Autologous bone marrow-derived mononuclear cells transplantation in type 2 diabetes mellitus: effect on ß-cell function and insulin sensitivity

Authors : Bhansali S, Dutta, Yadav MK, Jain A, Mudaliar S, Hawkins M, Kurpad AV, Pahwa D, Yadav AK, Sharma RR, Jha V, Marwaha N, Bhansali S, Bhansali A

Publication Year : 2018

Abstract :

Insulin resistance and insulin deficiency are the cardinal defects in the pathogenesis of type 2 diabetes mellitus (T2DM). Despite the plethora of anti-diabetic medications, drugs specifically targeting the ß-cells are still desired. Stem cell therapy has emerged as a novel therapeutics strategy to target ß-cells; however, their mechanism of action has not been well defined. This study aims to examine the efficacy and safety of autologous bone marrow-derived mononuclear cells (ABM-MNCs) transplantation in T2DM, and explores the mechanistic insights into stem cells action through metabolic studies.

Seven T2DM patients with the duration of disease greater than or equal to 5 years, receiving triple oral anti-diabetic drugs along with insulin (greater than or equal to 0.4 IU per kg per day) and HbA1c less than or equal to 7.5% (less than or equal to 58.0 mmol/mol) were enrolled for ABM-MNCs administration through a targeted approach. The primary end-point was a reduction in insulin requirement by greater than or equal to 50% from baseline, while maintaining HbA1c less than 7.0% (less than 53.0 mmol/mol) with improvement in insulin secretion, and/or insulin sensitivity after ABM-MNCs transplantation.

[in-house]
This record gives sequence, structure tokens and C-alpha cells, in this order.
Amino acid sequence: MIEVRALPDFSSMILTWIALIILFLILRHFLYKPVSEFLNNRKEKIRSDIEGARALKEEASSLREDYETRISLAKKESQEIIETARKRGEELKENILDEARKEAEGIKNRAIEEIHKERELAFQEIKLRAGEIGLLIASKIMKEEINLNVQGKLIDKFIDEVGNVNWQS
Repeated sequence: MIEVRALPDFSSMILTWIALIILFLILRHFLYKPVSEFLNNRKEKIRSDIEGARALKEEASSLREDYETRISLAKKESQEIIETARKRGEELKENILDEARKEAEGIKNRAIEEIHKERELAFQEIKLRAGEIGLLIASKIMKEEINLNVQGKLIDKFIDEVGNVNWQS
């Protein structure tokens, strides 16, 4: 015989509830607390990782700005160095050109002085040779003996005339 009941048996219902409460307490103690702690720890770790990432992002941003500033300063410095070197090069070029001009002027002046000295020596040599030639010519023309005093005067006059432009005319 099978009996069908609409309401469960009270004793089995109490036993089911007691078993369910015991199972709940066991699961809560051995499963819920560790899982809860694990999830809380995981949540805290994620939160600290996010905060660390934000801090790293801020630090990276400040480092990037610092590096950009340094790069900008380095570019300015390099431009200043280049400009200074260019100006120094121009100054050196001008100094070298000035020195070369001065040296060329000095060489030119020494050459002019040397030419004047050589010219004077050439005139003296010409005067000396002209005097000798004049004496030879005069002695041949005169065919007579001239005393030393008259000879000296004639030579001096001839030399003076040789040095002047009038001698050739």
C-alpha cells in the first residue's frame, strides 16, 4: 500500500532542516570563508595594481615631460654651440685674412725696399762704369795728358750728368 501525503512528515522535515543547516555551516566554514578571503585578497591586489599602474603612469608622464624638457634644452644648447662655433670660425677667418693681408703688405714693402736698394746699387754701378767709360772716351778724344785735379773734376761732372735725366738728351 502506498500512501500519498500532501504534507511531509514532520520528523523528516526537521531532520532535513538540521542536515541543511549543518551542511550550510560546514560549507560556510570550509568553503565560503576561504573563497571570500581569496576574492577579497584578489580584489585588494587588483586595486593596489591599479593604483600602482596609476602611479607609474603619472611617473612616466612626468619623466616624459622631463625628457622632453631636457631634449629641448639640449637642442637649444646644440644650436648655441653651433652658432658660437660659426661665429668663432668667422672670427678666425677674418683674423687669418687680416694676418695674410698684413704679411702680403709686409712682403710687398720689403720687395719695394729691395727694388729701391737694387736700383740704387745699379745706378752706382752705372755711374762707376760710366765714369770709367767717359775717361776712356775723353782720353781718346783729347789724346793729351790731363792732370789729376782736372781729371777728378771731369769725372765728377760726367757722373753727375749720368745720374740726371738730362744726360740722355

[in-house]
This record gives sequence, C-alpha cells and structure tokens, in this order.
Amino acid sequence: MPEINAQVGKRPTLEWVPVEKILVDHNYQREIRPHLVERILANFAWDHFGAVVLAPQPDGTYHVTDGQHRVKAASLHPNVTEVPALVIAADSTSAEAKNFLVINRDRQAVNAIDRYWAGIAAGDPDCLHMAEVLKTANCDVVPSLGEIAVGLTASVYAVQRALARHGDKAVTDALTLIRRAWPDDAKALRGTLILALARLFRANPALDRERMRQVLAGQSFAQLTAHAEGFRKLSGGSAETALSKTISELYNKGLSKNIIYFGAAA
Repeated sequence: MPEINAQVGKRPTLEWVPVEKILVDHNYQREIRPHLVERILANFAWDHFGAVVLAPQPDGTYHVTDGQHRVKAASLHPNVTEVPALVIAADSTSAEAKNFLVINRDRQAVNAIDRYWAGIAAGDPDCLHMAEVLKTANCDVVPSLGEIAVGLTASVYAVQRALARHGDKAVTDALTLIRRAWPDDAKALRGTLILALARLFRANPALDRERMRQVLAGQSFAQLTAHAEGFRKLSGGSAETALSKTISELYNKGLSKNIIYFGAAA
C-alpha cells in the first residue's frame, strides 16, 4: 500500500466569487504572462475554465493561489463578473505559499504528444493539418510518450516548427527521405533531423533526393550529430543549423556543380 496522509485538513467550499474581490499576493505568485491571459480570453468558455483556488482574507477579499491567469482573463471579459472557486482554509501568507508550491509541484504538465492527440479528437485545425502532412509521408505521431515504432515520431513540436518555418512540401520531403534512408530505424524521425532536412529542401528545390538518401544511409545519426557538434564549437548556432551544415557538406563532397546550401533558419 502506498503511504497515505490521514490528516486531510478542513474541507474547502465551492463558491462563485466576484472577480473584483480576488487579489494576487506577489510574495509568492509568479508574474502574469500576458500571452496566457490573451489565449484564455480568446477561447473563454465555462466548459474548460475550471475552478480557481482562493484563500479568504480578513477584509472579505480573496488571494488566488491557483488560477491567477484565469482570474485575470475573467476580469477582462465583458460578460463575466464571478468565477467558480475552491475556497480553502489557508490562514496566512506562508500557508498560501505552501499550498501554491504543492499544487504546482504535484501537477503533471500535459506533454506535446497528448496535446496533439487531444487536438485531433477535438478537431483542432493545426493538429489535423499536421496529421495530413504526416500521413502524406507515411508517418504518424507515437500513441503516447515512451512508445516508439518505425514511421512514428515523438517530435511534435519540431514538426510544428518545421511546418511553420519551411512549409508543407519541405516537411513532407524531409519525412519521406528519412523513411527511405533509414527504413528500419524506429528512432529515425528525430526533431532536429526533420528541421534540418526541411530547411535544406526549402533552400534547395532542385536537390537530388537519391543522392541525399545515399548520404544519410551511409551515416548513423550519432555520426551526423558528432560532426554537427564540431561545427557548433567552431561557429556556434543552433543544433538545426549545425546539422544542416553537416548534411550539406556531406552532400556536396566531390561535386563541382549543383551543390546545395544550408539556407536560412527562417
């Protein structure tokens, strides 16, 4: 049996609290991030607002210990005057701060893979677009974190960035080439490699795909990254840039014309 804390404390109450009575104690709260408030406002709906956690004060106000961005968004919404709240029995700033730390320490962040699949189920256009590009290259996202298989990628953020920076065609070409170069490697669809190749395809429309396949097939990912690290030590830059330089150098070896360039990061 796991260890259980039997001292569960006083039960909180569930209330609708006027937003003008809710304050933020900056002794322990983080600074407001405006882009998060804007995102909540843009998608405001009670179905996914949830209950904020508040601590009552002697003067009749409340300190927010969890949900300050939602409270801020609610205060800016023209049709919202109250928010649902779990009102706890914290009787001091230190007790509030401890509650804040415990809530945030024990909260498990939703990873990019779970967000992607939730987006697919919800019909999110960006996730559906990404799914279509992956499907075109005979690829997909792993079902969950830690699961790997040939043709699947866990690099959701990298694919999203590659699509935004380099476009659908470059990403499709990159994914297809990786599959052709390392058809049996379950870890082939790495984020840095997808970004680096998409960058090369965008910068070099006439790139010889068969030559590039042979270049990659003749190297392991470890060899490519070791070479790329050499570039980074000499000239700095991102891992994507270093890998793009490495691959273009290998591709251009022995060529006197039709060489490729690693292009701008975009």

Six out of 7 (90%) patients achieved the primary end-point. At 6 months, there was a significant reduction in insulin requirement by 51% as compared to baseline (p less than 0.003). This was accompanied by a significant increase in the 2nd phase C-peptide response during hyperglycemic clamp (p = 0.018), whereas there were no significant alterations in insulin sensitivity and glucose disposal rate during hyperinsulinemic–euglycemic clamp relative to the baseline. Other measures of ß-cell indices like HOMA-ß, and stimulated C-peptide response to glucagon and mixed meal tolerance test were non-contributory.

ABM-MNCs transplantation results in significant reduction in insulin doses and improvement in C-peptide response in patients with T2DM. Metabolic studies may be more useful than conventional indices to predict ß-cell function in patients with advanced duration of T2DM.